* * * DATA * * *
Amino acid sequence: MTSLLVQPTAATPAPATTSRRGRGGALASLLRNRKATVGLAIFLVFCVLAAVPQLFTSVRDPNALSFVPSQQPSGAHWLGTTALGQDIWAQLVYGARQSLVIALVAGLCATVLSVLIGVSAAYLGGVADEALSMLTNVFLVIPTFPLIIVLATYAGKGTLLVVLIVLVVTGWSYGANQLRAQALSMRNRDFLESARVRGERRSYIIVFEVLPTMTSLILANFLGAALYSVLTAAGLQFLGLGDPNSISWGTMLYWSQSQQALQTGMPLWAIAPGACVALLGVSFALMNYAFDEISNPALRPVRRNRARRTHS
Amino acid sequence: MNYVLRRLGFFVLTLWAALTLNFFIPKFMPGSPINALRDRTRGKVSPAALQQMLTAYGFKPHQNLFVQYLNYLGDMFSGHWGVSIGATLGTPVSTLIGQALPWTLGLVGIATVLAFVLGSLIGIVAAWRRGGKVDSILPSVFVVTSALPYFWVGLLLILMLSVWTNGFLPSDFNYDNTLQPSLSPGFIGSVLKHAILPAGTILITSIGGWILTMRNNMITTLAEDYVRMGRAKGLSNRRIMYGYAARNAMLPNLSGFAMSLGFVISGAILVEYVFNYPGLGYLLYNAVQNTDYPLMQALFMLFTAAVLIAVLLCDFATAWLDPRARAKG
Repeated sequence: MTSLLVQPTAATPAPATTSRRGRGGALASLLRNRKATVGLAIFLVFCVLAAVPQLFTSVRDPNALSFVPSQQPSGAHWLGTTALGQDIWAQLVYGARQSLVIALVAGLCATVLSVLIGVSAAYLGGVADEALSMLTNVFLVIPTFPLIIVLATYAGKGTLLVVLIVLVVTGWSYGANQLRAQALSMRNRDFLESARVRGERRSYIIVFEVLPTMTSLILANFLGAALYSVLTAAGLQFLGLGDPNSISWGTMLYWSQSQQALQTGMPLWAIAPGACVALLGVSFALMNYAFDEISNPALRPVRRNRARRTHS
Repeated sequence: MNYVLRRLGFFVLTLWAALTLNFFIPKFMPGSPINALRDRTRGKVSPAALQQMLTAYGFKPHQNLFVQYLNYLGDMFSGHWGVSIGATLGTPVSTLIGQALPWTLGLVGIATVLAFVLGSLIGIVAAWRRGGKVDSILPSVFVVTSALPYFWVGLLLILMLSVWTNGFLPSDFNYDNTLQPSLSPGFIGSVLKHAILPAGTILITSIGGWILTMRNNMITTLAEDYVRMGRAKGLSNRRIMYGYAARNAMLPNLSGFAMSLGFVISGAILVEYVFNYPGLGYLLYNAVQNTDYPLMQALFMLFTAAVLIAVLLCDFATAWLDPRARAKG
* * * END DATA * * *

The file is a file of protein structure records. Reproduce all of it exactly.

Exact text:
Amino acid sequence: MTSLLVQPTAATPAPATTSRRGRGGALASLLRNRKATVGLAIFLVFCVLAAVPQLFTSVRDPNALSFVPSQQPSGAHWLGTTALGQDIWAQLVYGARQSLVIALVAGLCATVLSVLIGVSAAYLGGVADEALSMLTNVFLVIPTFPLIIVLATYAGKGTLLVVLIVLVVTGWSYGANQLRAQALSMRNRDFLESARVRGERRSYIIVFEVLPTMTSLILANFLGAALYSVLTAAGLQFLGLGDPNSISWGTMLYWSQSQQALQTGMPLWAIAPGACVALLGVSFALMNYAFDEISNPALRPVRRNRARRTHS
Amino acid sequence: MNYVLRRLGFFVLTLWAALTLNFFIPKFMPGSPINALRDRTRGKVSPAALQQMLTAYGFKPHQNLFVQYLNYLGDMFSGHWGVSIGATLGTPVSTLIGQALPWTLGLVGIATVLAFVLGSLIGIVAAWRRGGKVDSILPSVFVVTSALPYFWVGLLLILMLSVWTNGFLPSDFNYDNTLQPSLSPGFIGSVLKHAILPAGTILITSIGGWILTMRNNMITTLAEDYVRMGRAKGLSNRRIMYGYAARNAMLPNLSGFAMSLGFVISGAILVEYVFNYPGLGYLLYNAVQNTDYPLMQALFMLFTAAVLIAVLLCDFATAWLDPRARAKG
Repeated sequence: MTSLLVQPTAATPAPATTSRRGRGGALASLLRNRKATVGLAIFLVFCVLAAVPQLFTSVRDPNALSFVPSQQPSGAHWLGTTALGQDIWAQLVYGARQSLVIALVAGLCATVLSVLIGVSAAYLGGVADEALSMLTNVFLVIPTFPLIIVLATYAGKGTLLVVLIVLVVTGWSYGANQLRAQALSMRNRDFLESARVRGERRSYIIVFEVLPTMTSLILANFLGAALYSVLTAAGLQFLGLGDPNSISWGTMLYWSQSQQALQTGMPLWAIAPGACVALLGVSFALMNYAFDEISNPALRPVRRNRARRTHS
Repeated sequence: MNYVLRRLGFFVLTLWAALTLNFFIPKFMPGSPINALRDRTRGKVSPAALQQMLTAYGFKPHQNLFVQYLNYLGDMFSGHWGVSIGATLGTPVSTLIGQALPWTLGLVGIATVLAFVLGSLIGIVAAWRRGGKVDSILPSVFVVTSALPYFWVGLLLILMLSVWTNGFLPSDFNYDNTLQPSLSPGFIGSVLKHAILPAGTILITSIGGWILTMRNNMITTLAEDYVRMGRAKGLSNRRIMYGYAARNAMLPNLSGFAMSLGFVISGAILVEYVFNYPGLGYLLYNAVQNTDYPLMQALFMLFTAAVLIAVLLCDFATAWLDPRARAKG